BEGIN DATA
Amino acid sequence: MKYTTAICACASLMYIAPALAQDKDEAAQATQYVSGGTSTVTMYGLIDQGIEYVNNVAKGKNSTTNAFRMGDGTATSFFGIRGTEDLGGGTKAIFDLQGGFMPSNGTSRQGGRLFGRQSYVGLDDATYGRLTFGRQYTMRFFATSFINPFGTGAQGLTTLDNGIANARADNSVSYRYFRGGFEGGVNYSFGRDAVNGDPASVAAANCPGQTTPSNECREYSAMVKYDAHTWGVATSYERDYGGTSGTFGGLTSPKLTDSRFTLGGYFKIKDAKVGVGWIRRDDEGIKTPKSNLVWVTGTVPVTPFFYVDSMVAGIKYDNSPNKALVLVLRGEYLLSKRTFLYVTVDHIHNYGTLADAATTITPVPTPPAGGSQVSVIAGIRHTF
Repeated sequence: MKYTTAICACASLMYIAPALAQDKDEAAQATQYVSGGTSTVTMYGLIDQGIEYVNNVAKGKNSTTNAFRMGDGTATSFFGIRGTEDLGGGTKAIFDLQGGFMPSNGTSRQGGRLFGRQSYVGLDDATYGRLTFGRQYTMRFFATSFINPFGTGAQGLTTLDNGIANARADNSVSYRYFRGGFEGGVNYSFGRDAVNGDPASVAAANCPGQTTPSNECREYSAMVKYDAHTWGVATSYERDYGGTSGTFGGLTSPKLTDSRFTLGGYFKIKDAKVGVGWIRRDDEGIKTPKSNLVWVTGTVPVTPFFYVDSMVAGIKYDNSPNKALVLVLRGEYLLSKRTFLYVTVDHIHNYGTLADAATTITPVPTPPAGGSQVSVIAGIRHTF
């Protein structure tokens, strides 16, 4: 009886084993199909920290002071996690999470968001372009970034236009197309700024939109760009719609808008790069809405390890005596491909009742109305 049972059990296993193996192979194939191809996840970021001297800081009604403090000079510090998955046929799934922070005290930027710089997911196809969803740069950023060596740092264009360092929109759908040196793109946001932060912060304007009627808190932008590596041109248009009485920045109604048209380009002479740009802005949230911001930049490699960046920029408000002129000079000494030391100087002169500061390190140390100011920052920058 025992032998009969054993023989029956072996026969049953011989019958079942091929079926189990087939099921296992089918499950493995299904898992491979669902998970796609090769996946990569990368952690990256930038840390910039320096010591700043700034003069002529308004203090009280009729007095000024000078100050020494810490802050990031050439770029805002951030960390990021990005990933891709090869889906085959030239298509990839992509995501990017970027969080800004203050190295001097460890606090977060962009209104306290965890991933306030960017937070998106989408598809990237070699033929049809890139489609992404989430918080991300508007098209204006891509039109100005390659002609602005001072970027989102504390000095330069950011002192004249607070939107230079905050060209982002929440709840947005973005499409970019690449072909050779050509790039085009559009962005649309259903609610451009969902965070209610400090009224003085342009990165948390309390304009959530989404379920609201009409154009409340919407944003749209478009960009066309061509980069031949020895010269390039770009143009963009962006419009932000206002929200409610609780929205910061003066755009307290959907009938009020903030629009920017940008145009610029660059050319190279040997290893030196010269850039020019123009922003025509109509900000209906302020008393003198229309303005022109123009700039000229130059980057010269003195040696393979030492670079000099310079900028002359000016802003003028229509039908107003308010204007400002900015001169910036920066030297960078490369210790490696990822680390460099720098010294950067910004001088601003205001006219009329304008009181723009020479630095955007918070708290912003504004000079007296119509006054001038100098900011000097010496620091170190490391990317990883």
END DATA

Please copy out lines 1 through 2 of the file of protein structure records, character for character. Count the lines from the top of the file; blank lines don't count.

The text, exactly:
Amino acid sequence: MKYTTAICACASLMYIAPALAQDKDEAAQATQYVSGGTSTVTMYGLIDQGIEYVNNVAKGKNSTTNAFRMGDGTATSFFGIRGTEDLGGGTKAIFDLQGGFMPSNGTSRQGGRLFGRQSYVGLDDATYGRLTFGRQYTMRFFATSFINPFGTGAQGLTTLDNGIANARADNSVSYRYFRGGFEGGVNYSFGRDAVNGDPASVAAANCPGQTTPSNECREYSAMVKYDAHTWGVATSYERDYGGTSGTFGGLTSPKLTDSRFTLGGYFKIKDAKVGVGWIRRDDEGIKTPKSNLVWVTGTVPVTPFFYVDSMVAGIKYDNSPNKALVLVLRGEYLLSKRTFLYVTVDHIHNYGTLADAATTITPVPTPPAGGSQVSVIAGIRHTF
Repeated sequence: MKYTTAICACASLMYIAPALAQDKDEAAQATQYVSGGTSTVTMYGLIDQGIEYVNNVAKGKNSTTNAFRMGDGTATSFFGIRGTEDLGGGTKAIFDLQGGFMPSNGTSRQGGRLFGRQSYVGLDDATYGRLTFGRQYTMRFFATSFINPFGTGAQGLTTLDNGIANARADNSVSYRYFRGGFEGGVNYSFGRDAVNGDPASVAAANCPGQTTPSNECREYSAMVKYDAHTWGVATSYERDYGGTSGTFGGLTSPKLTDSRFTLGGYFKIKDAKVGVGWIRRDDEGIKTPKSNLVWVTGTVPVTPFFYVDSMVAGIKYDNSPNKALVLVLRGEYLLSKRTFLYVTVDHIHNYGTLADAATTITPVPTPPAGGSQVSVIAGIRHTF